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Itís a wonderful death
Pulling the plug in Mar adentro

To judge from movies on the subject, being paralyzed is a good way to meet women. In Coming Home, Born on the Fourth of July, and My Left Foot, the guy in the wheelchair has no problem attracting the babes. Such is the case also in Mar adentro/The Sea Inside, Alejandro Amenábarís rendition of the true story of Ramón Sampedro, a Spanish sailor who broke his neck taking a high dive into the shallow end of the ocean. A quadriplegic for three decades, he has beautiful women fighting over him. And still he wants to die.

Maybe thatís part of the attraction, the allure of the lost cause, the dream of being a strong but broken manís reason to live, of creating him anew. That and the sense of control and maternal nurturing involved in loving a man immobilized from the neck down no doubt were motives for the women who loved him. There are dark elements to this story, very deep, human ones, but Amenábar chooses not to look too deeply below the surface. Instead, he has chosen to make an homage to Sampedro, and no doubt Ramónís life and his death deserve as much. For three decades, he fought the legal system for the right to die by assisted suicide. His life, he insisted, was "without dignity," and he didnít want his death to be without dignity as well. In the course of those three decades, he made many friends (many of them women) and inspired many to accept and celebrate their own lives.

He could have asked for no one better to portray him than Javier Bardem, who may be the greatest actor now in the movies. Bardemís performance by itself makes the film worth seeing. Aged 20 years by make-up into a balding, twisted hulk confined to a bed, he has only his face and voice with which to express the unfathomable emotions of a human being enduring a perverse and horrible existence. Waves of irony, pathos, and whimsy pass over his features, his eyes mirroring pain, bemusement, and sublime resignation, his constant smile Mona LisaĖlike in its ambiguity. One can imagine De Niro attempting the same transformation and find that Bardem does it better. His performance calls to mind that of Jamie Foxx in Ray; whereas Bardem is denied his body in creating his character and must rely on his eyes, Foxx is denied his eyes and must rely on his body.

Like Ray, too, Mar adentro is an affecting film with a supremely masterful performance but otherwise lacking. To his credit, Amenábar avoids most of the pitfalls of sentimentality. In addition to Ramónís tragic situation there is that of Julia (Belén Rueda), the lawyer he chose to represent him because she too suffers from a degenerative, incurable condition. Add to that Rosa (Lola Dueñas), a single mother struggling to make ends meet who, as Ramón at one point brutally points out, is drawn to him because sheís focused and needs a center for her emotional chaos and the story has all the makings of an exploitative Hollywood tearjerker ó which, given the nature of remakes, it may some day become.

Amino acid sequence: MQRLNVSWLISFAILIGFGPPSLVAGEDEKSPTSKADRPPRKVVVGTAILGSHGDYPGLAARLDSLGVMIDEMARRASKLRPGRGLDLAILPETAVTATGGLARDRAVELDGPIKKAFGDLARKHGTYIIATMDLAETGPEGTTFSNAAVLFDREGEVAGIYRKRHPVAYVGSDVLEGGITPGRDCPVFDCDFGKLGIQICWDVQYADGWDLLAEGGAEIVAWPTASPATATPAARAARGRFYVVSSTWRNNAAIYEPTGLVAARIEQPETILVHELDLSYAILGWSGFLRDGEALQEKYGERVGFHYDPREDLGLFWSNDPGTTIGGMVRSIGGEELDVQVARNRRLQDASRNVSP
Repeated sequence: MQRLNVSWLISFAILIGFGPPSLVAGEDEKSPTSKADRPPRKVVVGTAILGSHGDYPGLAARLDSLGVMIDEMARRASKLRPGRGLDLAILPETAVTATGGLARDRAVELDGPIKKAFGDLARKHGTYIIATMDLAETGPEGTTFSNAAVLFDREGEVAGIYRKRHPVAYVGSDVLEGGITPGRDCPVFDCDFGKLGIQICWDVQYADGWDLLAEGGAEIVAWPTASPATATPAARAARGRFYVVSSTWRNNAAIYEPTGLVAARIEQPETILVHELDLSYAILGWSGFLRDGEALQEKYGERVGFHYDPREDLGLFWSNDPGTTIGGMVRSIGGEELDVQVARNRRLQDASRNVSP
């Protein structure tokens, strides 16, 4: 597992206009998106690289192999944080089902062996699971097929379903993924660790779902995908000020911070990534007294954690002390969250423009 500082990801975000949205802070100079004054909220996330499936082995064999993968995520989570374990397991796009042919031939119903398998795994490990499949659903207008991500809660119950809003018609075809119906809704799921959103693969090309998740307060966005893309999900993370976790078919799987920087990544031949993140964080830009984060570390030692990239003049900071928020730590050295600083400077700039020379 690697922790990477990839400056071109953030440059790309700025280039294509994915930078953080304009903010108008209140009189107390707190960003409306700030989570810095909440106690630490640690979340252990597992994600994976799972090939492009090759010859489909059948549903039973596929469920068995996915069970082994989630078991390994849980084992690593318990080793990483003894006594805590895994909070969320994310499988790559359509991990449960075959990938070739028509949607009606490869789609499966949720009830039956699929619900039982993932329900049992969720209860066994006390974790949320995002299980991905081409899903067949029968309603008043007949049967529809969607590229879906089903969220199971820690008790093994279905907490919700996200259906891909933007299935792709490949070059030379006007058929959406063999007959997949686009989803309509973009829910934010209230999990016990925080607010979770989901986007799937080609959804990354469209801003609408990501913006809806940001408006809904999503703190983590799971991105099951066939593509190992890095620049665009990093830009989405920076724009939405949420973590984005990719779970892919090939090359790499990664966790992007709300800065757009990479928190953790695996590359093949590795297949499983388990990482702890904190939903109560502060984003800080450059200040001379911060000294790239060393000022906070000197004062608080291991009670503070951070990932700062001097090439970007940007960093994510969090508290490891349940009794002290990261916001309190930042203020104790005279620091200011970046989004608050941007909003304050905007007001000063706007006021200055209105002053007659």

Amenábar spares the world that. Both women fall in love with Ramón, but the director maintains some degree of ambiguity about the relationships. He also delves into some of the ethical issues involved. Is life an obligation or the private property of the individual? Does the legal system remain faithful to its secular nature or does it fall back on religious principles when it rules on the matter? One of the filmís more darkly comic moments is a scene in which Ramón debates the topic with a wheelchair-bound priest; itís like a more civil version of the wheelchair battle in Born on the Fourth of July.

All the same, after the brilliance of Abre los ojos/Open Your Eyes, Mar adentro is a disappointment. The fantasy sequences in which Ramón flies through the air to his beloved sea or his beloved Julia seem like outtakes from Superman. (Itís ironic that this film comes out just after the death of Christopher Reeve, who suffered the same tragedy and crusaded for life, not death.) No matter; the simple close-ups of Bardemís face are cinematic enough. Amenábar, however, chooses not to focus on Ramónís face at that Gethsemane-like moment when he asks himself why he canít accept what he has, why he wants to die. He is promptly stuffed with sedatives. The question remains unanswered and otherwise unconfronted.

Throughout the film, Sampedro insists he not be judged. So be it; no one who has not suffered the same experience should do so. In a sense, Amenábar has judged Sampedro, and favorably. But has he understood?

Issue Date: December 17 - 23, 2004
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